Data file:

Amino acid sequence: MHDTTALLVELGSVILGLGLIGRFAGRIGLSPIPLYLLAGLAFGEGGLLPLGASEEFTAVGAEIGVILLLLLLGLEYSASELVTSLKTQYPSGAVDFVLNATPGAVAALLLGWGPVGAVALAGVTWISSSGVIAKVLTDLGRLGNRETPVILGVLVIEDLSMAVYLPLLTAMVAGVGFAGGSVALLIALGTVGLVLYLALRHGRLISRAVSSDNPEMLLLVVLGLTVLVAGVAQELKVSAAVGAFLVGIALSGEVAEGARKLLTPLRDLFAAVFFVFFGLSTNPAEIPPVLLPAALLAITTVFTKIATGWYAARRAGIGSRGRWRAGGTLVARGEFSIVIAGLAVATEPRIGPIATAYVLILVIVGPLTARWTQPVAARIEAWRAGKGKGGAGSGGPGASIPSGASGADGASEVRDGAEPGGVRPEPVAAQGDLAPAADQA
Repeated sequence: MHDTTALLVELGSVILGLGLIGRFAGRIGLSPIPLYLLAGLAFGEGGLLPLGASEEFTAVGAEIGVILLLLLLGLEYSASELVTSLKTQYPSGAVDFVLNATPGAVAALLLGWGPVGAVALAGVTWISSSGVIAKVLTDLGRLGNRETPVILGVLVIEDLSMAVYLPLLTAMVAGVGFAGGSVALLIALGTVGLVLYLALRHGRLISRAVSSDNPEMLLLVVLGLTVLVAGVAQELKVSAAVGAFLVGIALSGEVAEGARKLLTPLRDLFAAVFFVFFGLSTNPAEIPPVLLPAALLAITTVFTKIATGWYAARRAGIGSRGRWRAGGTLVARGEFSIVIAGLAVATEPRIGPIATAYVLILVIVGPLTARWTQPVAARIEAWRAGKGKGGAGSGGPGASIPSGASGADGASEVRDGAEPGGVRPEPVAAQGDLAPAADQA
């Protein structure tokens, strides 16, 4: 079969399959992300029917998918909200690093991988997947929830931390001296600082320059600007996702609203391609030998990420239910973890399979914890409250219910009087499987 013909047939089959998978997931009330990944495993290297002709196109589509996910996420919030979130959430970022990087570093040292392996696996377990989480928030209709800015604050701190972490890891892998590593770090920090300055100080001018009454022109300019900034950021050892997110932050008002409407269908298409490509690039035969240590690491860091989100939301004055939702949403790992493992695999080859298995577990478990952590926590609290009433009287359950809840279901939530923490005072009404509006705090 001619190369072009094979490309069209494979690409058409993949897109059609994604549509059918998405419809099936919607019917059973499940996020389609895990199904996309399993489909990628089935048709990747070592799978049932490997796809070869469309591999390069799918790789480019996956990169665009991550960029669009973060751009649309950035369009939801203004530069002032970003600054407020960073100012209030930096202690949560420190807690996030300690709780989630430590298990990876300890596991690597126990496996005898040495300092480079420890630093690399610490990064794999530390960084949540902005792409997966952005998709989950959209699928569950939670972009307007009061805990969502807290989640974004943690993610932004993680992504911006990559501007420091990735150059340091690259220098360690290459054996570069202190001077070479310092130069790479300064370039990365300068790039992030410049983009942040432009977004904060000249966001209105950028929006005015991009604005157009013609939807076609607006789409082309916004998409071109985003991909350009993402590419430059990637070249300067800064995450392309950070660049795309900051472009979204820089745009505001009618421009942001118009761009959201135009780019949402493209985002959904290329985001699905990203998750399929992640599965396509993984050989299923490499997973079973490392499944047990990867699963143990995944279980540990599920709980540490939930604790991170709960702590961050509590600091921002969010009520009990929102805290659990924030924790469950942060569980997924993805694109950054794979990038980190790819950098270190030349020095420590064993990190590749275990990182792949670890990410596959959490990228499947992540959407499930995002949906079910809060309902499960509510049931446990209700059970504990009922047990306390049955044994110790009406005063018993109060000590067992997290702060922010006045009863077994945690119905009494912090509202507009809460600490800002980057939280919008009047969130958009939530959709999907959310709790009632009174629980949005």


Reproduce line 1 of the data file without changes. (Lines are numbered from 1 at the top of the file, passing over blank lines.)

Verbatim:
Amino acid sequence: MHDTTALLVELGSVILGLGLIGRFAGRIGLSPIPLYLLAGLAFGEGGLLPLGASEEFTAVGAEIGVILLLLLLGLEYSASELVTSLKTQYPSGAVDFVLNATPGAVAALLLGWGPVGAVALAGVTWISSSGVIAKVLTDLGRLGNRETPVILGVLVIEDLSMAVYLPLLTAMVAGVGFAGGSVALLIALGTVGLVLYLALRHGRLISRAVSSDNPEMLLLVVLGLTVLVAGVAQELKVSAAVGAFLVGIALSGEVAEGARKLLTPLRDLFAAVFFVFFGLSTNPAEIPPVLLPAALLAITTVFTKIATGWYAARRAGIGSRGRWRAGGTLVARGEFSIVIAGLAVATEPRIGPIATAYVLILVIVGPLTARWTQPVAARIEAWRAGKGKGGAGSGGPGASIPSGASGADGASEVRDGAEPGGVRPEPVAAQGDLAPAADQA